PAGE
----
10. #10
    You could run your own DNS server and make sure it's only accessible to you since it's doing open recursion. I haven't had much trouble with 4.2.2.2 personally.
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  11. #11
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    Open DNS is a good one too...

    208.67.222.222
    208.67.220.220

  12. #12
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    Google's DNS servers are multicast, so they should always give you good latency. I've had no problem using them ever.

    The guy above is right about reverse DNS though, all providers should provide this.

  13. #13
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    Google works great for me

  14. #14
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    ehm, you have your own server? Install DNS server software on it (like Bind) and use your localhost 127.0.0.1 as resolver!

  15. #15
    Quote Originally Posted by Atlas Global View Post
    Open DNS is a good one too...
    OpenDNS also has the benefit of allowing you to do an immediate cache update instead of having to wait for the TTL to expire.

  16. #16
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    Angry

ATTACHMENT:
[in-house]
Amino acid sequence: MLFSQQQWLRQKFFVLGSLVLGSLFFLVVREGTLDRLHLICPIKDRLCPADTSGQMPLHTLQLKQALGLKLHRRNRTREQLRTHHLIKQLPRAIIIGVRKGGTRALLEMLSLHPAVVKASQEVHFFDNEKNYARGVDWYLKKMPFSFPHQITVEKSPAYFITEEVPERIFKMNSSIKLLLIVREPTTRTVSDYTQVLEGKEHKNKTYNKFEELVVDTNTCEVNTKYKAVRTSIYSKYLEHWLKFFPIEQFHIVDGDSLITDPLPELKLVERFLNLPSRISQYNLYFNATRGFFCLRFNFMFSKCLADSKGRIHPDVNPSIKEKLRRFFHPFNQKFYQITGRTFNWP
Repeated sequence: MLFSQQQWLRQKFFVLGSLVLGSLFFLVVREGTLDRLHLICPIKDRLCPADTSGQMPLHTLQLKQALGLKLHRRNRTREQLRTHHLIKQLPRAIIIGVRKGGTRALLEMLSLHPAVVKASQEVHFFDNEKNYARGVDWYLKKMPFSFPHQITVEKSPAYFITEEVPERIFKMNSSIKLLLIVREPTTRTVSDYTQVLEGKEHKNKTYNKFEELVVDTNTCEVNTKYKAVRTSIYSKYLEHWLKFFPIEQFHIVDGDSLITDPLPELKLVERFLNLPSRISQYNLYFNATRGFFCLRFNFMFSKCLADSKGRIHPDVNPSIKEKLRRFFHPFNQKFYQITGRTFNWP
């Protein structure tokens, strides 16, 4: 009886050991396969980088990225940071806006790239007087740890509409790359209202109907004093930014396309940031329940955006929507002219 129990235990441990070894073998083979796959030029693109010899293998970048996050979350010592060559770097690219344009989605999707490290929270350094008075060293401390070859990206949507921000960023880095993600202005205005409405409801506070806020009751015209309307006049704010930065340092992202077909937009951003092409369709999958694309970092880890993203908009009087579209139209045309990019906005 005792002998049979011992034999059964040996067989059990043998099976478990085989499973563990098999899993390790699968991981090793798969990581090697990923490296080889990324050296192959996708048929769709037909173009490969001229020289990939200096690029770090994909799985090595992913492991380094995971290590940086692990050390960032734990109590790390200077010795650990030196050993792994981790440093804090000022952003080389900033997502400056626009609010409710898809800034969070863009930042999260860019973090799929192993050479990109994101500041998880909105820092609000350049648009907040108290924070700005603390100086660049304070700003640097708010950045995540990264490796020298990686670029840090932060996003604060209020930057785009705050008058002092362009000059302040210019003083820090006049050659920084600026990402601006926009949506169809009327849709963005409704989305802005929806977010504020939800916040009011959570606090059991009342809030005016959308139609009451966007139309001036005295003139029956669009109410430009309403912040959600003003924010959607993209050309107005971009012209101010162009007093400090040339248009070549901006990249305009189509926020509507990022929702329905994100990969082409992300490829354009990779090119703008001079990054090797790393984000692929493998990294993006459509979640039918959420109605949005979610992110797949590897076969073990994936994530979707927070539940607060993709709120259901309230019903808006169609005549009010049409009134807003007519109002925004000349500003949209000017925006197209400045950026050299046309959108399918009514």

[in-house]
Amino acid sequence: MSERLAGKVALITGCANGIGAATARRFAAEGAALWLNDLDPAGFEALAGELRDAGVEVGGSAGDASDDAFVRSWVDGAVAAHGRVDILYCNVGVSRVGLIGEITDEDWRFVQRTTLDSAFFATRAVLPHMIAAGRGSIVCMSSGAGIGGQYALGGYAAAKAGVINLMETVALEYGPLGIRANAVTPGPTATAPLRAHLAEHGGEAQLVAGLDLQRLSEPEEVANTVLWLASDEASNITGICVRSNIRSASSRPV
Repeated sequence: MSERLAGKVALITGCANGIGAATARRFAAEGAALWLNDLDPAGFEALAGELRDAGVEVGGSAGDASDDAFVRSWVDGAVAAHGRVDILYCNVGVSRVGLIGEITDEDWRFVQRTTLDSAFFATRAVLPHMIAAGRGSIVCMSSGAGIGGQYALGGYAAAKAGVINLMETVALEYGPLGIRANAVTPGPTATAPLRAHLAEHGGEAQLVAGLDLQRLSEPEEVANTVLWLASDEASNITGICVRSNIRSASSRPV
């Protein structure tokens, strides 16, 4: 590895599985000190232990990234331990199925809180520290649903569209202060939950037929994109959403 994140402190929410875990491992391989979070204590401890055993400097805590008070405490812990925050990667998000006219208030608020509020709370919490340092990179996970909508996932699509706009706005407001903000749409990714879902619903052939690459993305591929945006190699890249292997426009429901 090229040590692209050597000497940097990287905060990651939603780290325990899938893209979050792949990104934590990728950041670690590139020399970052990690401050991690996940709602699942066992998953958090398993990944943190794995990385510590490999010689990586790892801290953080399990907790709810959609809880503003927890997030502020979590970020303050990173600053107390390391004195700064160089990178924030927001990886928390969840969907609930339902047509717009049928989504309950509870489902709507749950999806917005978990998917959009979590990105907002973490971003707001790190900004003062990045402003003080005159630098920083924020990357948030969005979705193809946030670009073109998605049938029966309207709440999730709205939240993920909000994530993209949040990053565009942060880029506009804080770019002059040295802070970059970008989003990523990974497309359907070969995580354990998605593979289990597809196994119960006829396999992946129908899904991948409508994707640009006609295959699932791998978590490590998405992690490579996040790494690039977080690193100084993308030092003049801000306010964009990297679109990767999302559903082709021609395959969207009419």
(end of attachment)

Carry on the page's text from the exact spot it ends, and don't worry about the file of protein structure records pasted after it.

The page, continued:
Quote Originally Posted by Steve_P View Post
    OpenDNS also has the benefit of allowing you to do an immediate cache update instead of having to wait for the TTL to expire.
    OpenDNS is intended for workstations with users browsing the web. It redirects non-existent domain names to a landing zone instead of sending NXDOMAIN responses as required per RFC.

  17. #17
    Quote Originally Posted by klaver View Post
    OpenDNS is intended for workstations with users browsing the web. It redirects non-existent domain names to a landing zone instead of sending NXDOMAIN responses as required per RFC.
    Fortunately, the NXDOMAIN redirect is configurable and can easily be turned off.

  18. #18
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    I would never trust OpenDNS with my server DNS. If you need something to use, try the previously mentioned Level3 servers.